Inside the Columbus Zoo and Aquarium's groundbreaking work in conservation

From drawing blood from a giraffe to raising a cheetah with Labradors, the zoo that stars in National Geographic's hit show "Secrets of the Zoo" takes "Nightline" behind the scenes.
6:20 | 06/13/19

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Transcript for Inside the Columbus Zoo and Aquarium's groundbreaking work in conservation
Hi, baby, hi. Reporter: These tiny cheetah cubs are among some of the most vulnerable species on the planet. These babies are helpless, and they need us. So we're going to bring them here to the Columbus zoo and Here you are, baby, welcome to your new home. Reporter: Just a few days old, they were orphaned and in need of immediate care. They look content. I'm always nervous. You hope that they're fine and we won't hit any snags, but you never know. Reporter: Fighting the odds, these caretakers are doing everything they can, placing Debbie, Francis and Bob into a unique program. Come on in, boys. Lookie here. Reporter: Where they're paired with young labs. What is that? Reporter: Who quickly become their loveable best friends. Dramatically increasing their chances at survival. The guide dog program was pie neared by the vice president for animal programs at the zoo. They will provide them with the confidence they don't naturally have. Reporter: Here they Columbus zoo and the wild, conservation is one of the cornerstones of their operation. They're saving endangered species and helping animals in need. Those efforts highlighted in the nat geowild show. And as we saw when we met Emmett, the guide dog program is working. What do you think people should know about the cheetah? I think they should know it's the most magnificent animal in the world. There's less than 7,000 of them. It's most endangered big cat in Africa, and I don't know that a lot of people realize that. This cat's in trouble. We need to do everything we can to keep these animals around. Reporter: Without his mom around. Emmett needed some extra and very adorable help. Go get your brothers. Reporter: It's amazing to see a yellow lab and the cheetah side by side. Who would have thought? It's this bond that Suzy says represents the heart of the show. Secrets are nothing more than compassion, hard work and the love of what we do. Reporter: Hi. That compassion was evident everywhere we went, from otters to manatees. While at manatee coast. Gosh, it's wonderful to meet you! A special visit, TV personality jack Hannah. You do so much all over the world, yet this zoo is in Ohio. How does what you're working on in Ohio help the greater plan set in It does. People come here. You see these people might never be able to get to Florida to see a manatee. They might not get to go to Africa to see a lion. Reporter: They take the mission very seriously. The doctor is one of the zoo's veterinarians. She's also some of the life-saving procedures that they do every day. The blood drawn from Lance the giraffe will be placed into the giraffe plasma bank to help others in need. They're beautiful. They're charismatic. They're incredibly smart. Reporter: Look how playful they are. It's hard not to fall in love with them. That's what we want. Reporter: They want to say hi. And that's what you want. Reporter: Welcome to the Columbus zoo, everybody. These gentle giants are also vulnerable to extinction. What has the reaction been like to see you and the giraffes on the show? To me, it has a very emotional impact. Because look how much they're doing. You know, we love these individual animals, and to see that has such a bigger purpose to animals in other zoos, animals in the wild. Reporter: We head to the wild, the zoo's conservation park in southeast Ohio where we go on a safari with the doctor. Reporter: Where are we heading off to? We're going to the pastures of the Wilds. Reporter: This vast landscape forms one of the largest conservation centers in north America. Here wildlife is able to graze and live freely. And some of the giants even come up to say hello. How does it feel to be so famous are most of the animals endangered? Threatened, endangered or critically endangered. Reporter: And as part of the survival plan, they've even brought animals back from the brink of extinction. There's a baby right there. Reporter: Oh, yeah. Right behind her. The scimitar horned animals went extinct but continue to be bred in captivity. To some it's just some antelope, but their story is incredible. Reporter: They were no longer in existence, but you were able to bring them back. In 2016, a group were returned to the wild, released in the country of Chad. Animals born here in southeastern Ohio are now wild in Chad. That's really what we're about. That is full circle. It actually brings a tear to my eye when I think about it. Reporter: And it's that care that's seen in every episode. In this season, a pregnant cheetah undergoes a harrowing and the doctor is there every step of the way. It is moving. It is nursing. Yes, yes, yes, yes! She's never looked back. We were thrilled. This was her last shot at being a mom. We so pleased. Look at her. Reporter: Since the filming, she has continued to raise her cubs, and they're now a year old. What's point of conservation? For most of us, we really want to inspire people. We can really change the world by small behavior change. Reporter: For "Nightline," Maggie Rulli in Cumberland, Ohio.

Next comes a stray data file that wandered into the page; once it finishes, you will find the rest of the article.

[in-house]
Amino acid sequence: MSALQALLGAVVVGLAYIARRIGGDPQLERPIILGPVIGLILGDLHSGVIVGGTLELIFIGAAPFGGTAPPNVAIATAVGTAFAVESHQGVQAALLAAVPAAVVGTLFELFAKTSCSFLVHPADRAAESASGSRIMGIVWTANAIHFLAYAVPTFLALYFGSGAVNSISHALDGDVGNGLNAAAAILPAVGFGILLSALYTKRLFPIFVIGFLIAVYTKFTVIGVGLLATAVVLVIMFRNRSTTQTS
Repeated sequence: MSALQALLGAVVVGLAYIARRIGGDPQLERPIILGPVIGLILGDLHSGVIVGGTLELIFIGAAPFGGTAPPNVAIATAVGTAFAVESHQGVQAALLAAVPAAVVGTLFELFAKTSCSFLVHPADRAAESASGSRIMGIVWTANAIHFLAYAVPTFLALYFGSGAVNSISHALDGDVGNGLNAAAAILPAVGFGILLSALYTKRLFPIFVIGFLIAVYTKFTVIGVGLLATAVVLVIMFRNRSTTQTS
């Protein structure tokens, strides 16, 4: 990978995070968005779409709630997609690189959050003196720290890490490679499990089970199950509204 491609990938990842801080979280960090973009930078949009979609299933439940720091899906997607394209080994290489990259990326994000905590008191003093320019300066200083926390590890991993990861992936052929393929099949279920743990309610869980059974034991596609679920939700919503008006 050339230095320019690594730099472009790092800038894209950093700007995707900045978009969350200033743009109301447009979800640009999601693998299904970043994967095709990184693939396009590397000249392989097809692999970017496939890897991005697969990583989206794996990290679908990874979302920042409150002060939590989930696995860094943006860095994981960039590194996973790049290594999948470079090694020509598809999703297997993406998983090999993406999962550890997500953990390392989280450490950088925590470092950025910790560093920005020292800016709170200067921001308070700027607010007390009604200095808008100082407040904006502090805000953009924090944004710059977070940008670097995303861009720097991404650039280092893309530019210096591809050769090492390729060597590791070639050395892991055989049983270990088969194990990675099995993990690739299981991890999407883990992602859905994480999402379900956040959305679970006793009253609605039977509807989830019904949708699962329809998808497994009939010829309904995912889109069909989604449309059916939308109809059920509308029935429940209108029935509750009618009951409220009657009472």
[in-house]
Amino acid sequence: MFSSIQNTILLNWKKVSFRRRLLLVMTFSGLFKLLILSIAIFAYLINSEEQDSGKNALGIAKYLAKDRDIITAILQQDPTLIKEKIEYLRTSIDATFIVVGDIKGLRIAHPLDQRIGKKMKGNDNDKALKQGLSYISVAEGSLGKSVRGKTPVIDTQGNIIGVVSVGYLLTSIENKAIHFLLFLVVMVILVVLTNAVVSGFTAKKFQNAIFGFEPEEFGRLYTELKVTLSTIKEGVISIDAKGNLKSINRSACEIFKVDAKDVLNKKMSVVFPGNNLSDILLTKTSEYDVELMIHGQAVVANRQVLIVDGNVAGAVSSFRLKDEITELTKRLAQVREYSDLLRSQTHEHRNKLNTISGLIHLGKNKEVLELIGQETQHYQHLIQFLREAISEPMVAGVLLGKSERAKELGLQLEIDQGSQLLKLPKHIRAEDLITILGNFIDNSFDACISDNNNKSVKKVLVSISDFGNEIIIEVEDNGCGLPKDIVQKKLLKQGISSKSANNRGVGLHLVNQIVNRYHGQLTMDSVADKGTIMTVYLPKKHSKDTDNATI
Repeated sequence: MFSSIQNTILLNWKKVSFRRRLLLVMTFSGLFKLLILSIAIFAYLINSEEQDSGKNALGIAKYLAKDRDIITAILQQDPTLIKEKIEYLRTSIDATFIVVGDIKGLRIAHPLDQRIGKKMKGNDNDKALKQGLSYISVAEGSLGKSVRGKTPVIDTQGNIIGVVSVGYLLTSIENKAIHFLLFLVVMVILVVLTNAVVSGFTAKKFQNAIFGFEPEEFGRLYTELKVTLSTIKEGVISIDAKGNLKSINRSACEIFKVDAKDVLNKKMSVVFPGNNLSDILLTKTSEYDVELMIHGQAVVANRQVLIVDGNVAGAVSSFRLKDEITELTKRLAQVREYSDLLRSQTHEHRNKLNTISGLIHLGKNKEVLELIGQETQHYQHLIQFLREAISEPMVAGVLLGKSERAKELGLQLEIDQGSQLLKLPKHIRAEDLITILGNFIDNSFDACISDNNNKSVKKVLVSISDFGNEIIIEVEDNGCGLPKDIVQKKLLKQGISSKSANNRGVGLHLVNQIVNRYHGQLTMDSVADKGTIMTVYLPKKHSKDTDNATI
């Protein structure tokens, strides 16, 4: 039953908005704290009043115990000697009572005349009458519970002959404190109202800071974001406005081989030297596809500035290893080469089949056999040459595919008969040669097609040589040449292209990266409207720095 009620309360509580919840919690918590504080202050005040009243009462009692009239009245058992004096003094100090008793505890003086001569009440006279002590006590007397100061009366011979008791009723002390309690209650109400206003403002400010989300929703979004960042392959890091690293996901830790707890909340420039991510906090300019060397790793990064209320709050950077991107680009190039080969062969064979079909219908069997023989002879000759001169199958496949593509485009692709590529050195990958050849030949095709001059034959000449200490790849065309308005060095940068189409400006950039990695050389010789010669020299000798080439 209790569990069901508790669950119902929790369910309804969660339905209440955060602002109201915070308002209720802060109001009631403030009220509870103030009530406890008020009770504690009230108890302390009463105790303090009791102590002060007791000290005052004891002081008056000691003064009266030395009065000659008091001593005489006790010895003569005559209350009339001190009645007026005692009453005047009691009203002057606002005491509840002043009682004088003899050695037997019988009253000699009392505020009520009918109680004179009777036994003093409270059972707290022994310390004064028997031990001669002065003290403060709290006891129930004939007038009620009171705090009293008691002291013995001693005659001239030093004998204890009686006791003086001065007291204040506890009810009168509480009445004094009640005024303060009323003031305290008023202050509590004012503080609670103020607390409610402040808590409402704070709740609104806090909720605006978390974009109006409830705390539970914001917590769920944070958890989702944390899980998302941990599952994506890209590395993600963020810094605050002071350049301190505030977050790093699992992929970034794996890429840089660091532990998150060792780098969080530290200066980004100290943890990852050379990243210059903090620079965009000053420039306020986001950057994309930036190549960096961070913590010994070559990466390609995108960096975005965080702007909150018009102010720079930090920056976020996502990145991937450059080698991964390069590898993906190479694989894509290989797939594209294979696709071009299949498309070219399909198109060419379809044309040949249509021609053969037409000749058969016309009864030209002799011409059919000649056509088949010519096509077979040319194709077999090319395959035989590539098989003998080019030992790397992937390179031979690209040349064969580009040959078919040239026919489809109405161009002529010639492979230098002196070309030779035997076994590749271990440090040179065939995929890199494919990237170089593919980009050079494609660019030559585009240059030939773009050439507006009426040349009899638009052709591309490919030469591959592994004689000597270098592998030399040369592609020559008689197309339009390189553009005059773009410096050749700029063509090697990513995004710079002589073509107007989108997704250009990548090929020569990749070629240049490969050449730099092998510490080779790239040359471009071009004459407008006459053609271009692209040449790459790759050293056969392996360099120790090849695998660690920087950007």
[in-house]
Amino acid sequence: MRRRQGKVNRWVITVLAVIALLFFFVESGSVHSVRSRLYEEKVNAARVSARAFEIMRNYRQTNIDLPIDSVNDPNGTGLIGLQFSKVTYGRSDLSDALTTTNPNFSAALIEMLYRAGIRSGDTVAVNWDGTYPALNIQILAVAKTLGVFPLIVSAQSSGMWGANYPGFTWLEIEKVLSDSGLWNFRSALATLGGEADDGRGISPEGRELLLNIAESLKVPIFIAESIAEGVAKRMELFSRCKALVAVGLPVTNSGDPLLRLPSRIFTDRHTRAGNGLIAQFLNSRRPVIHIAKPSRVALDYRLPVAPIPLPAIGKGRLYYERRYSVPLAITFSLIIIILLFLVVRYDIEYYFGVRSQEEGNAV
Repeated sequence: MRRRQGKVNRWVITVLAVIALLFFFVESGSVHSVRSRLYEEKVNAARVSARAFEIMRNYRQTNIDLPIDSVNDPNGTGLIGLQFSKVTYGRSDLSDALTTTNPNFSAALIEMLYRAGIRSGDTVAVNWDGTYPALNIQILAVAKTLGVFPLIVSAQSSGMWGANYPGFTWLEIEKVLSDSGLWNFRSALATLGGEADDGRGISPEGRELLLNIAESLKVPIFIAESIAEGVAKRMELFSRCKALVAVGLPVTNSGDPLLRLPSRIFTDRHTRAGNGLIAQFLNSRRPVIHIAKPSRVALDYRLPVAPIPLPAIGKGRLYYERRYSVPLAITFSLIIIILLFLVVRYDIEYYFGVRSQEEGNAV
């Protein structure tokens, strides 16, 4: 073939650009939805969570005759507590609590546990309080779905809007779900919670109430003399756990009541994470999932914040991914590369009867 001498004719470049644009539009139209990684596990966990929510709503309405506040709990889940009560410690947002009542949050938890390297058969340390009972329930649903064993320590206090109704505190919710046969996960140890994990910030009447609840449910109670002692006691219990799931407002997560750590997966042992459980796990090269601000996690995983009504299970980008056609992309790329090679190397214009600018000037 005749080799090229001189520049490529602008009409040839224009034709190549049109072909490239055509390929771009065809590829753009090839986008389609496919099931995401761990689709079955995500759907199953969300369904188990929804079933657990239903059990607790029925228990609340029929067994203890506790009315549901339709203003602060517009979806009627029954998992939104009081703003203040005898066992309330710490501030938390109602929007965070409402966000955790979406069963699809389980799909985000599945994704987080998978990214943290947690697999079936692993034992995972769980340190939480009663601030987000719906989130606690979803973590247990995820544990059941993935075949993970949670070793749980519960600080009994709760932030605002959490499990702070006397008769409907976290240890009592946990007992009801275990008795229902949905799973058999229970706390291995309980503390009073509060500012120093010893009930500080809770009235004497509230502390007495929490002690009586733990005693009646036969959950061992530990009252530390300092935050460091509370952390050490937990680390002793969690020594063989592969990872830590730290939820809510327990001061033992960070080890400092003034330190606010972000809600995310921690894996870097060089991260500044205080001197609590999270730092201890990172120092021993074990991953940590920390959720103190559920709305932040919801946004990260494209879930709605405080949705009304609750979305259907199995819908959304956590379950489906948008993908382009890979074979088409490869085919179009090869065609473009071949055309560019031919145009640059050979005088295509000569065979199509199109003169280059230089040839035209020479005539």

This transcript has been automatically generated and may not be 100% accurate.

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